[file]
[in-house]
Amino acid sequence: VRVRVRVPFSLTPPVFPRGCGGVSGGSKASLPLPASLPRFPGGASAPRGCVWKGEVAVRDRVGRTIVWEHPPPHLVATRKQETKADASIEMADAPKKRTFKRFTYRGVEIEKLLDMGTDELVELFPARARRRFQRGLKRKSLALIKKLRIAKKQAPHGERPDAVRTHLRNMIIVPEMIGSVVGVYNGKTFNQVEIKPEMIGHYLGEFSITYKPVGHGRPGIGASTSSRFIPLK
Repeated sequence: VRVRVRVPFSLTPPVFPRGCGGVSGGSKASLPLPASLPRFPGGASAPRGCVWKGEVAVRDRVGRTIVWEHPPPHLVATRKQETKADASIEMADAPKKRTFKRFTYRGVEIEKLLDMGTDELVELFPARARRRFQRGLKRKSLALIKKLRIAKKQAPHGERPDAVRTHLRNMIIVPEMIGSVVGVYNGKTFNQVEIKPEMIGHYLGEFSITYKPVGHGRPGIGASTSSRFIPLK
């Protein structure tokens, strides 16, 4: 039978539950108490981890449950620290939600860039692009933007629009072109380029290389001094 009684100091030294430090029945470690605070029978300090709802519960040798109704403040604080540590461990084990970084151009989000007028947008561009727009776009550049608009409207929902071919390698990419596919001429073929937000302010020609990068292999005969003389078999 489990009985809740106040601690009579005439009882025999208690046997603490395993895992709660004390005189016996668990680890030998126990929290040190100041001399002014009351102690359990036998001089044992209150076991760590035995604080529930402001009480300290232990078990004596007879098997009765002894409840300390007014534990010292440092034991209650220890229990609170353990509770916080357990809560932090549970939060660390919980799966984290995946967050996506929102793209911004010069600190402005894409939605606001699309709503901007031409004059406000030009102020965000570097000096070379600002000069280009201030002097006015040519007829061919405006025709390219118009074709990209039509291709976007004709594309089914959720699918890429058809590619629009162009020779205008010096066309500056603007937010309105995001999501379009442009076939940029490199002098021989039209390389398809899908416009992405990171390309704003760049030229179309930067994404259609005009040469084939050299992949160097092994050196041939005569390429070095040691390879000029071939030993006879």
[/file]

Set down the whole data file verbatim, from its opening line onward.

[in-house]
Amino acid sequence: VRVRVRVPFSLTPPVFPRGCGGVSGGSKASLPLPASLPRFPGGASAPRGCVWKGEVAVRDRVGRTIVWEHPPPHLVATRKQETKADASIEMADAPKKRTFKRFTYRGVEIEKLLDMGTDELVELFPARARRRFQRGLKRKSLALIKKLRIAKKQAPHGERPDAVRTHLRNMIIVPEMIGSVVGVYNGKTFNQVEIKPEMIGHYLGEFSITYKPVGHGRPGIGASTSSRFIPLK
Repeated sequence: VRVRVRVPFSLTPPVFPRGCGGVSGGSKASLPLPASLPRFPGGASAPRGCVWKGEVAVRDRVGRTIVWEHPPPHLVATRKQETKADASIEMADAPKKRTFKRFTYRGVEIEKLLDMGTDELVELFPARARRRFQRGLKRKSLALIKKLRIAKKQAPHGERPDAVRTHLRNMIIVPEMIGSVVGVYNGKTFNQVEIKPEMIGHYLGEFSITYKPVGHGRPGIGASTSSRFIPLK
């Protein structure tokens, strides 16, 4: 039978539950108490981890449950620290939600860039692009933007629009072109380029290389001094 009684100091030294430090029945470690605070029978300090709802519960040798109704403040604080540590461990084990970084151009989000007028947008561009727009776009550049608009409207929902071919390698990419596919001429073929937000302010020609990068292999005969003389078999 489990009985809740106040601690009579005439009882025999208690046997603490395993895992709660004390005189016996668990680890030998126990929290040190100041001399002014009351102690359990036998001089044992209150076991760590035995604080529930402001009480300290232990078990004596007879098997009765002894409840300390007014534990010292440092034991209650220890229990609170353990509770916080357990809560932090549970939060660390919980799966984290995946967050996506929102793209911004010069600190402005894409939605606001699309709503901007031409004059406000030009102020965000570097000096070379600002000069280009201030002097006015040519007829061919405006025709390219118009074709990209039509291709976007004709594309089914959720699918890429058809590619629009162009020779205008010096066309500056603007937010309105995001999501379009442009076939940029490199002098021989039209390389398809899908416009992405990171390309704003760049030229179309930067994404259609005009040469084939050299992949160097092994050196041939005569390429070095040691390879000029071939030993006879």